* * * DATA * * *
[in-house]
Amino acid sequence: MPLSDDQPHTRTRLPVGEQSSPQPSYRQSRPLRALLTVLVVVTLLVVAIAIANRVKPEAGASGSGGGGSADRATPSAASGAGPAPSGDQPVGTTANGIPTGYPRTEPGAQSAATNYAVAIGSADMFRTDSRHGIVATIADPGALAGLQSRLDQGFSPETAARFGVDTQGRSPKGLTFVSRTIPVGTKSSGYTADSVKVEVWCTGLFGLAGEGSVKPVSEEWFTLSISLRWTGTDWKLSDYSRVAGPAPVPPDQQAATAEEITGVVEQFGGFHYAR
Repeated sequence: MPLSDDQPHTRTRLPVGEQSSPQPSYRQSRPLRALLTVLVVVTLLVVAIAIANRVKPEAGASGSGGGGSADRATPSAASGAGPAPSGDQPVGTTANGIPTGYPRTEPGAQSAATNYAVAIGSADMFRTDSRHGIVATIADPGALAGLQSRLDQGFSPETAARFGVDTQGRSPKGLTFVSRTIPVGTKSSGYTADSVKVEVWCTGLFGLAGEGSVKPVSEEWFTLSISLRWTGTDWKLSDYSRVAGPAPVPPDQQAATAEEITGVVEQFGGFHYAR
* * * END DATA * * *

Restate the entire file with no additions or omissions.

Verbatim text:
[in-house]
Amino acid sequence: MPLSDDQPHTRTRLPVGEQSSPQPSYRQSRPLRALLTVLVVVTLLVVAIAIANRVKPEAGASGSGGGGSADRATPSAASGAGPAPSGDQPVGTTANGIPTGYPRTEPGAQSAATNYAVAIGSADMFRTDSRHGIVATIADPGALAGLQSRLDQGFSPETAARFGVDTQGRSPKGLTFVSRTIPVGTKSSGYTADSVKVEVWCTGLFGLAGEGSVKPVSEEWFTLSISLRWTGTDWKLSDYSRVAGPAPVPPDQQAATAEEITGVVEQFGGFHYAR
Repeated sequence: MPLSDDQPHTRTRLPVGEQSSPQPSYRQSRPLRALLTVLVVVTLLVVAIAIANRVKPEAGASGSGGGGSADRATPSAASGAGPAPSGDQPVGTTANGIPTGYPRTEPGAQSAATNYAVAIGSADMFRTDSRHGIVATIADPGALAGLQSRLDQGFSPETAARFGVDTQGRSPKGLTFVSRTIPVGTKSSGYTADSVKVEVWCTGLFGLAGEGSVKPVSEEWFTLSISLRWTGTDWKLSDYSRVAGPAPVPPDQQAATAEEITGVVEQFGGFHYAR